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KRMA, also known as Rocky Mountain PBS is a network of five PBS stations.

HistoryEdit

The network's flagship station, KRMA-TV (channel 6) in Denver, first signed on the air on January 30, 1956 as an educational television station owned by the Denver Public Schools, with University of Denver instructor Jim Case serving as its program director. It is the oldest public television station in the Rocky Mountains. Its original studio facility was located in a converted body shop at the Emily Griffith Opportunity School in downtown Denver. The station was originally a member of National Educational Television (NET), before becoming a member of PBS when it launched on October 6, 1970.

Originally broadcasting only two hours of programming a day during the week, KRMA soon became a key PBS member, distributing PBS programming to many areas in the Rocky Mountain region that did not have educational stations of their own. From the 1960s onward, it began building translators across Colorado and surrounding states. It was also carried by nearly every cable television system in Colorado and eastern Wyoming. Denver Public Schools sold KRMA to the community group Channel Six, Inc. in 1987. In 1992, KRMA moved its operations into a studio facility on Bannock Street in Denver's Civic Center neighborhood, which formerly housed the operations of ABC affiliate KUSA-TV (channel 9, now an NBC affiliate); that station moved to a new facility located on Speer Boulevard before KRMA moved into the Bannock Street facility.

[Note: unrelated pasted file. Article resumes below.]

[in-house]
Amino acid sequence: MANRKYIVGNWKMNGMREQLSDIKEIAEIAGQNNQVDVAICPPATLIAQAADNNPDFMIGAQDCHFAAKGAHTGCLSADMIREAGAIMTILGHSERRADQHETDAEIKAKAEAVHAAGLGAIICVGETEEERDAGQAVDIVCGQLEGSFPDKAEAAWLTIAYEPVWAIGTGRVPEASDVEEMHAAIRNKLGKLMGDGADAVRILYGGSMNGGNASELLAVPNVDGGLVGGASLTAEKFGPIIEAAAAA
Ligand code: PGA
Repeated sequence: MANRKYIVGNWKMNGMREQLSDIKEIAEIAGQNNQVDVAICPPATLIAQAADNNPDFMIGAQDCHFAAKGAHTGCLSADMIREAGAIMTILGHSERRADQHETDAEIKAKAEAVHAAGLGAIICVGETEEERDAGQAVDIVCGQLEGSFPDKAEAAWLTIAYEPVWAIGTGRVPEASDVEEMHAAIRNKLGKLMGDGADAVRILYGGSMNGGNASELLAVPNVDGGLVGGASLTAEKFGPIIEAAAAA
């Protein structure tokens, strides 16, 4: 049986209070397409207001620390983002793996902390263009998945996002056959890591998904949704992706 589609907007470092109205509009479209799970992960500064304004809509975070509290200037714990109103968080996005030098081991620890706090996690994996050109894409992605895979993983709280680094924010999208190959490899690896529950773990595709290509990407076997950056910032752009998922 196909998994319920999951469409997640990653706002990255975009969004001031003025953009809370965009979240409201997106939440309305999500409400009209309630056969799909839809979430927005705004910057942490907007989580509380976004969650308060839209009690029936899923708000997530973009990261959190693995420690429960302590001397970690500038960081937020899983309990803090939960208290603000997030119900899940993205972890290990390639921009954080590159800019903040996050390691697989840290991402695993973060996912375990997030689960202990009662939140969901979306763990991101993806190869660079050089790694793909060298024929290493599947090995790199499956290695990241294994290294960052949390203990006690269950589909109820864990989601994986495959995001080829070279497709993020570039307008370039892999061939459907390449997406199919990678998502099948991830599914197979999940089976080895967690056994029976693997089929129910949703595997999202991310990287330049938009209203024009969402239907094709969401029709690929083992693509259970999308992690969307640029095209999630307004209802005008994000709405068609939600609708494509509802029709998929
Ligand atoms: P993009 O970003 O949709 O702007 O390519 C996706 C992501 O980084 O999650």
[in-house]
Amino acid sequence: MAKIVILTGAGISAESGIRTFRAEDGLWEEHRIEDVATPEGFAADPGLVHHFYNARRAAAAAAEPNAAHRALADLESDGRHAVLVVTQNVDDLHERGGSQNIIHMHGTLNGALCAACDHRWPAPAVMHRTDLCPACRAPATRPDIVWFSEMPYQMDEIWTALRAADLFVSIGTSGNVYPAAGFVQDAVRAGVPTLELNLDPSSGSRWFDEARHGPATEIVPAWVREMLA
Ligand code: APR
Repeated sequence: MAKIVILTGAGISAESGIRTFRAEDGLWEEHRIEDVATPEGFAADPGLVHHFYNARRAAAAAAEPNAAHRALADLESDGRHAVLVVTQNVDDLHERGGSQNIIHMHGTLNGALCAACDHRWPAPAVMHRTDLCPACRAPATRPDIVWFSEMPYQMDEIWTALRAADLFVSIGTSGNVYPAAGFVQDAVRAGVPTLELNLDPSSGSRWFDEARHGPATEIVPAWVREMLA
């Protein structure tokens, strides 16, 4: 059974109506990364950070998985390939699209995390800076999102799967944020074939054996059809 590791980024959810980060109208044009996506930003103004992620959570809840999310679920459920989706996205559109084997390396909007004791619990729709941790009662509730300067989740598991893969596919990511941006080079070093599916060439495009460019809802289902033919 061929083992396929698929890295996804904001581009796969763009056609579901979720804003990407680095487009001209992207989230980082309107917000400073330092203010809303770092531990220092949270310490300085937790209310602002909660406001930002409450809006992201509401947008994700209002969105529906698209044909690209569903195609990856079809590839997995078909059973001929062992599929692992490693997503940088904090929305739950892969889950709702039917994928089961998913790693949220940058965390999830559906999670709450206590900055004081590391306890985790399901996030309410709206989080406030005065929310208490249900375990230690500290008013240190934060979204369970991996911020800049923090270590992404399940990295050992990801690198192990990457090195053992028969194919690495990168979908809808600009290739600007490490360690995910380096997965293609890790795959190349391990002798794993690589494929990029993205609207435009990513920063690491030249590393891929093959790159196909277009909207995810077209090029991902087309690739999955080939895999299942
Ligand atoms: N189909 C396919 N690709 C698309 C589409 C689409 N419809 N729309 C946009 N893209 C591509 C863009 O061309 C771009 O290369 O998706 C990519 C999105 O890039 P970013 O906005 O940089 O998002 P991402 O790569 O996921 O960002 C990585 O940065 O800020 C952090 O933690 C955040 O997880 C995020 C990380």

In response to requests from viewers on the Western Slope, KRMA applied for and was awarded a construction permit by the Federal Communications Commission (FCC) to operate a station on UHF channel 18 in Grand Junction in August 1995. That station signed on the air on January 1, 1997 as KRMJ. Prior to that station's launch, KRMA had been available on cable in western Colorado for decades. It still operates a number of translators in the area. Soon afterward, KRMA dropped its longtime "Six" branding and relaunched as "Rocky Mountain PBS", while Channel Six, Inc. changed its name to the Rocky Mountain Public Broadcasting Network.

In 1999, KTSC (channel 8) in Pueblo joined the network after it was sold by the University of Southern Colorado (now CSU-Pueblo). The station had originally operated as a separate PBS station for Pueblo, Colorado Springs and southern Colorado from its sign-on on February 3, 1971. Until KRMJ's sign-on, KRMA and KTSC had been the only full PBS members in Colorado (as mentioned above, Denver's KBDI is a "beta" PBS member).

On December 3, 2004, KRMU (channel 20) in Durango signed on to serve southwestern Colorado and a small portion of northwestern New Mexico. When KRMU received its license in 2001, it was the first television station in the United States to operate a digital signal without a companion analog channel assignment.